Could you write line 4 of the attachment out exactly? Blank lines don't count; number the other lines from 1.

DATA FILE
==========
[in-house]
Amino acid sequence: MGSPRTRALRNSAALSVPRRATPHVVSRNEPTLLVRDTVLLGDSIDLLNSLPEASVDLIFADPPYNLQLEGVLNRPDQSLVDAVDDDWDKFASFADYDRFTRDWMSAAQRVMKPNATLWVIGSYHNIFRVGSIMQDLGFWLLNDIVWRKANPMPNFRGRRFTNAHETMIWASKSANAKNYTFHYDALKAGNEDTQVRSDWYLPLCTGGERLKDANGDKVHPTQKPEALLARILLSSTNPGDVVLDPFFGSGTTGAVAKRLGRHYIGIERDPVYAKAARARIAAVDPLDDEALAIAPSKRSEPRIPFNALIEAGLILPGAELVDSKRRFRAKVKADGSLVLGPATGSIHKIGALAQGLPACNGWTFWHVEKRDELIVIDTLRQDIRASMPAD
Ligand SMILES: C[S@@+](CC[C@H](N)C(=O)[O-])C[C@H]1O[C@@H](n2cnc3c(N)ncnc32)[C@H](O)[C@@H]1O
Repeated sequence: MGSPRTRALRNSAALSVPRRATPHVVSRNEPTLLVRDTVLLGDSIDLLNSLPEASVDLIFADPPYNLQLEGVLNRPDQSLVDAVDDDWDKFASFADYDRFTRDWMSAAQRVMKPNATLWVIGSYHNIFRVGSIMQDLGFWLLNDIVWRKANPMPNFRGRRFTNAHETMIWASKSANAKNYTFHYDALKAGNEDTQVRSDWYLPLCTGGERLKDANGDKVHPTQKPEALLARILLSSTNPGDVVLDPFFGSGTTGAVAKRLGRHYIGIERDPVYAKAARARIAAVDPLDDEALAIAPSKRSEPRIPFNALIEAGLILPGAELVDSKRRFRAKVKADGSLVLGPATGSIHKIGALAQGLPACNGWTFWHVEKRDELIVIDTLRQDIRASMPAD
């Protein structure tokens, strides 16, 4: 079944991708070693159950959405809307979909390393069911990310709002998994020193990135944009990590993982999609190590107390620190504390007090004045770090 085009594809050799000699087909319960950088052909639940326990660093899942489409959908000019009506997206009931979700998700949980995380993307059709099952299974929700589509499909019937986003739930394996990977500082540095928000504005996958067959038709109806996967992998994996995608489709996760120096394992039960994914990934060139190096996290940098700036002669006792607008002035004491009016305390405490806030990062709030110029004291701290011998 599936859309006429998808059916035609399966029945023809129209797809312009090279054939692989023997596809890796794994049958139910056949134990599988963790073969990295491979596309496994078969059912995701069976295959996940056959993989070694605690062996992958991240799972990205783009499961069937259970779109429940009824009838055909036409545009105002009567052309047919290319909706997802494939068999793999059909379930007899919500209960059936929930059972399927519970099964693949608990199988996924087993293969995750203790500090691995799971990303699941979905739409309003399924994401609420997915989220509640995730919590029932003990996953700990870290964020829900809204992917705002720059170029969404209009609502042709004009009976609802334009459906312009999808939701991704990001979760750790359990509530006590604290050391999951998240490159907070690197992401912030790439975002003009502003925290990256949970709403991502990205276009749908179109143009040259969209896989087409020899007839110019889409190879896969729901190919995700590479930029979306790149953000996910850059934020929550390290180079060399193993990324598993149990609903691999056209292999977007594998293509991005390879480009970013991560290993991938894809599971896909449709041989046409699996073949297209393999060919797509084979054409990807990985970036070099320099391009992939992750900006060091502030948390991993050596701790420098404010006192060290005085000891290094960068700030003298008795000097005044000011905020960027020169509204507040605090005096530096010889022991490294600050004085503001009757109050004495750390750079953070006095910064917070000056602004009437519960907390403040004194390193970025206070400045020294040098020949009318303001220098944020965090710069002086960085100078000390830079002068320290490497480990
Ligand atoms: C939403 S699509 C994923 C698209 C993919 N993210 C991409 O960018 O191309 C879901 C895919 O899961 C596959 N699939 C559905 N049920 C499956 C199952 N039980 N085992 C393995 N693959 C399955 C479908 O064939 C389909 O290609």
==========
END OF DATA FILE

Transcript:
Repeated sequence: MGSPRTRALRNSAALSVPRRATPHVVSRNEPTLLVRDTVLLGDSIDLLNSLPEASVDLIFADPPYNLQLEGVLNRPDQSLVDAVDDDWDKFASFADYDRFTRDWMSAAQRVMKPNATLWVIGSYHNIFRVGSIMQDLGFWLLNDIVWRKANPMPNFRGRRFTNAHETMIWASKSANAKNYTFHYDALKAGNEDTQVRSDWYLPLCTGGERLKDANGDKVHPTQKPEALLARILLSSTNPGDVVLDPFFGSGTTGAVAKRLGRHYIGIERDPVYAKAARARIAAVDPLDDEALAIAPSKRSEPRIPFNALIEAGLILPGAELVDSKRRFRAKVKADGSLVLGPATGSIHKIGALAQGLPACNGWTFWHVEKRDELIVIDTLRQDIRASMPAD